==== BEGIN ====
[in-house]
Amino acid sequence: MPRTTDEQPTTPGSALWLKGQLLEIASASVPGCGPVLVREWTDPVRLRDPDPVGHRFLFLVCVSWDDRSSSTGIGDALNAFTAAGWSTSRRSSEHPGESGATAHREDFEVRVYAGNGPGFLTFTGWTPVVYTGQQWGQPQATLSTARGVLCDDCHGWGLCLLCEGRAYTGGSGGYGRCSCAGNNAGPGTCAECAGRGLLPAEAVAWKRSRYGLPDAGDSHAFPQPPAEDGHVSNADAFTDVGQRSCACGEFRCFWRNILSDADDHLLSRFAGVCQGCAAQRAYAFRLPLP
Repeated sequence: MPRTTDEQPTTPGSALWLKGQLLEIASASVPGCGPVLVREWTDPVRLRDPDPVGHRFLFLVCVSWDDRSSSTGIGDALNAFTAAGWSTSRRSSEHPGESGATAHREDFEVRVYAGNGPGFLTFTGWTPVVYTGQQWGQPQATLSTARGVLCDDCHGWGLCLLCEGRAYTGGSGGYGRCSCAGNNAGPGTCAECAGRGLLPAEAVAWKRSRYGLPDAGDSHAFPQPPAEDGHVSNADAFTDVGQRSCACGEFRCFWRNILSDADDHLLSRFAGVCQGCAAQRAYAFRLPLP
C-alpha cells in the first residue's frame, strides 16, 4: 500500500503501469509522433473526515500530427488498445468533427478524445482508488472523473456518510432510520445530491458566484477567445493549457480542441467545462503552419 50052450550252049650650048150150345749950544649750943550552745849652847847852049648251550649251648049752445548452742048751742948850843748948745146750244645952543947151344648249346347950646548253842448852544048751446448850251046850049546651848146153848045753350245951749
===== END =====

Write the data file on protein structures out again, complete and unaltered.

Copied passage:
[in-house]
Amino acid sequence: MPRTTDEQPTTPGSALWLKGQLLEIASASVPGCGPVLVREWTDPVRLRDPDPVGHRFLFLVCVSWDDRSSSTGIGDALNAFTAAGWSTSRRSSEHPGESGATAHREDFEVRVYAGNGPGFLTFTGWTPVVYTGQQWGQPQATLSTARGVLCDDCHGWGLCLLCEGRAYTGGSGGYGRCSCAGNNAGPGTCAECAGRGLLPAEAVAWKRSRYGLPDAGDSHAFPQPPAEDGHVSNADAFTDVGQRSCACGEFRCFWRNILSDADDHLLSRFAGVCQGCAAQRAYAFRLPLP
Repeated sequence: MPRTTDEQPTTPGSALWLKGQLLEIASASVPGCGPVLVREWTDPVRLRDPDPVGHRFLFLVCVSWDDRSSSTGIGDALNAFTAAGWSTSRRSSEHPGESGATAHREDFEVRVYAGNGPGFLTFTGWTPVVYTGQQWGQPQATLSTARGVLCDDCHGWGLCLLCEGRAYTGGSGGYGRCSCAGNNAGPGTCAECAGRGLLPAEAVAWKRSRYGLPDAGDSHAFPQPPAEDGHVSNADAFTDVGQRSCACGEFRCFWRNILSDADDHLLSRFAGVCQGCAAQRAYAFRLPLP
C-alpha cells in the first residue's frame, strides 16, 4: 500500500503501469509522433473526515500530427488498445468533427478524445482508488472523473456518510432510520445530491458566484477567445493549457480542441467545462503552419 50052450550252049650650048150150345749950544649750943550552745849652847847852049648251550649251648049752445548452742048751742948850843748948745146750244645952543947151344648249346347950646548253842448852544048751446448850251046850049546651848146153848045753350245951749